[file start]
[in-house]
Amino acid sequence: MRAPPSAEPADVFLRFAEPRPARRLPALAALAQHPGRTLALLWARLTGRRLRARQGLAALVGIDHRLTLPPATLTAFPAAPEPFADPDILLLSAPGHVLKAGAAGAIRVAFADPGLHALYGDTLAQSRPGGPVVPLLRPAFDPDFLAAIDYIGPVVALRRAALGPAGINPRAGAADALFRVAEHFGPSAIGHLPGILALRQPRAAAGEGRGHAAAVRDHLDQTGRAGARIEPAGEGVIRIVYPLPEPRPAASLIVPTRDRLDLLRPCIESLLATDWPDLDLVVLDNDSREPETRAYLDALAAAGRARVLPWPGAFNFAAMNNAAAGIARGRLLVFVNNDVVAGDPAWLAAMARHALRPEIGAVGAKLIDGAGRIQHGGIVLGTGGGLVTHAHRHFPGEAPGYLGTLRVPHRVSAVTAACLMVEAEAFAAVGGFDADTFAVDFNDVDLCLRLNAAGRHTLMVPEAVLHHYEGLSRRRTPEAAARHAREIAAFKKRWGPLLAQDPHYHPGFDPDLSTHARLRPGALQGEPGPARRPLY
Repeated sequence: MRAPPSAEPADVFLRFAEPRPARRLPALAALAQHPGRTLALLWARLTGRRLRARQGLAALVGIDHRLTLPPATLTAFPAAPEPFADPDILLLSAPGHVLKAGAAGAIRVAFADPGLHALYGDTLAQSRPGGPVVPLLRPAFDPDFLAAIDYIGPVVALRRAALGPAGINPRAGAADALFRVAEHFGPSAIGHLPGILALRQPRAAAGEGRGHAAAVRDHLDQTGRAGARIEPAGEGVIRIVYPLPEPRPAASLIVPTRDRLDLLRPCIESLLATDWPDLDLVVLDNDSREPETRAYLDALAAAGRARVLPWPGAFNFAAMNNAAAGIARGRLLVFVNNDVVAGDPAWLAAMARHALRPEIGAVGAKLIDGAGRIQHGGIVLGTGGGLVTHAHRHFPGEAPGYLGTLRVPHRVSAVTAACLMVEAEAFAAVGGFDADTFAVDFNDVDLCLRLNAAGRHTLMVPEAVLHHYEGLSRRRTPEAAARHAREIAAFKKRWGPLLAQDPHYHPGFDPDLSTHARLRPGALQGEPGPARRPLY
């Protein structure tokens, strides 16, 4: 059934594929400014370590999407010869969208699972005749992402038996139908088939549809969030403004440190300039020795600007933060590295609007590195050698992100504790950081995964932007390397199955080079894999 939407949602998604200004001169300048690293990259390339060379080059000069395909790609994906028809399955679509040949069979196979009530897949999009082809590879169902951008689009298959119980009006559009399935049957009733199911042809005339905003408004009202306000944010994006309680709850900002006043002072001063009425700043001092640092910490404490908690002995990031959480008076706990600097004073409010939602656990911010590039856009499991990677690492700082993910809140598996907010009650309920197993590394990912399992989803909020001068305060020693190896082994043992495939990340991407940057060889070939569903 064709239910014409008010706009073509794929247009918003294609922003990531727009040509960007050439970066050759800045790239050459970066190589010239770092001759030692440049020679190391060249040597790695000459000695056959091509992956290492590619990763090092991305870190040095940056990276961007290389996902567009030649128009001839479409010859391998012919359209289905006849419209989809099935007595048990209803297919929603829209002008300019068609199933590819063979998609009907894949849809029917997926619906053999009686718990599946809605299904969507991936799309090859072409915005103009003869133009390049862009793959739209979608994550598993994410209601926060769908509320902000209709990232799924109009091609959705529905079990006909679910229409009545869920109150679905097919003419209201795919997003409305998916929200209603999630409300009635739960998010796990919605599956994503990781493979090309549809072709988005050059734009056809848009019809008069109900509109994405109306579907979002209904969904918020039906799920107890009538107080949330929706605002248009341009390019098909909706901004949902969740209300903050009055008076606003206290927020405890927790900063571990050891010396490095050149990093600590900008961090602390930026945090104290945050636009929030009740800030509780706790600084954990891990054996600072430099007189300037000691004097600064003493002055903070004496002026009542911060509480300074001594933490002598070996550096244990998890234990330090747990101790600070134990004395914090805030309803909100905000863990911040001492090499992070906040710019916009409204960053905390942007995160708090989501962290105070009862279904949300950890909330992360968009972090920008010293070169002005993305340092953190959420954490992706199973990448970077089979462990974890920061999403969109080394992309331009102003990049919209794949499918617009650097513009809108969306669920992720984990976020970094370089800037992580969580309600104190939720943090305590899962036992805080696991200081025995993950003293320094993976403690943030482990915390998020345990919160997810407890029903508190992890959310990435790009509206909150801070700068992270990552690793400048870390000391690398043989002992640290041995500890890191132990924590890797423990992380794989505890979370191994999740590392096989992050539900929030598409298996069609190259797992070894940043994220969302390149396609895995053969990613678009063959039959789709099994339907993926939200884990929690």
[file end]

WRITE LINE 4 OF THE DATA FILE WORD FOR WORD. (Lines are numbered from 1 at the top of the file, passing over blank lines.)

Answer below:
């Protein structure tokens, strides 16, 4: 059934594929400014370590999407010869969208699972005749992402038996139908088939549809969030403004440190300039020795600007933060590295609007590195050698992100504790950081995964932007390397199955080079894999 939407949602998604200004001169300048690293990259390339060379080059000069395909790609994906028809399955679509040949069979196979009530897949999009082809590879169902951008689009298959119980009006559009399935049957009733199911042809005339905003408004009202306000944010994006309680709850900002006043002072001063009425700043001092640092910490404490908690002995990031959480008076706990600097004073409010939602656990911010590039856009499991990677690492700082993910809140598996907010009650309920197993590394990912399992989803909020001068305060020693190896082994043992495939990340991407940057060889070939569903 064709239910014409008010706009073509794929247009918003294609922003990531727009040509960007050439970066050759800045790239050459970066190589010239770092001759030692440049020679190391060249040597790695000459000695056959091509992956290492590619990763090092991305870190040095940056990276961007290389996902567009030649128009001839479409010859391998012919359209289905006849419209989809099935007595048990209803297919929603829209002008300019068609199933590819063979998609009907894949849809029917997926619906053999009686718990599946809605299904969507991936799309090859072409915005103009003869133009390049862009793959739209979608994550598993994410209601926060769908509320902000209709990232799924109009091609959705529905079990006909679910229409009545869920109150679905097919003419209201795919997003409305998916929200209603999630409300009635739960998010796990919605599956994503990781493979090309549809072709988005050059734009056809848009019809008069109900509109994405109306579907979002209904969904918020039906799920107890009538107080949330929706605002248009341009390019098909909706901004949902969740209300903050009055008076606003206290927020405890927790900063571990050891010396490095050149990093600590900008961090602390930026945090104290945050636009929030009740800030509780706790600084954990891990054996600072430099007189300037000691004097600064003493002055903070004496002026009542911060509480300074001594933490002598070996550096244990998890234990330090747990101790600070134990004395914090805030309803909100905000863990911040001492090499992070906040710019916009409204960053905390942007995160708090989501962290105070009862279904949300950890909330992360968009972090920008010293070169002005993305340092953190959420954490992706199973990448970077089979462990974890920061999403969109080394992309331009102003990049919209794949499918617009650097513009809108969306669920992720984990976020970094370089800037992580969580309600104190939720943090305590899962036992805080696991200081025995993950003293320094993976403690943030482990915390998020345990919160997810407890029903508190992890959310990435790009509206909150801070700068992270990552690793400048870390000391690398043989002992640290041995500890890191132990924590890797423990992380794989505890979370191994999740590392096989992050539900929030598409298996069609190259797992070894940043994220969302390149396609895995053969990613678009063959039959789709099994339907993926939200884990929690």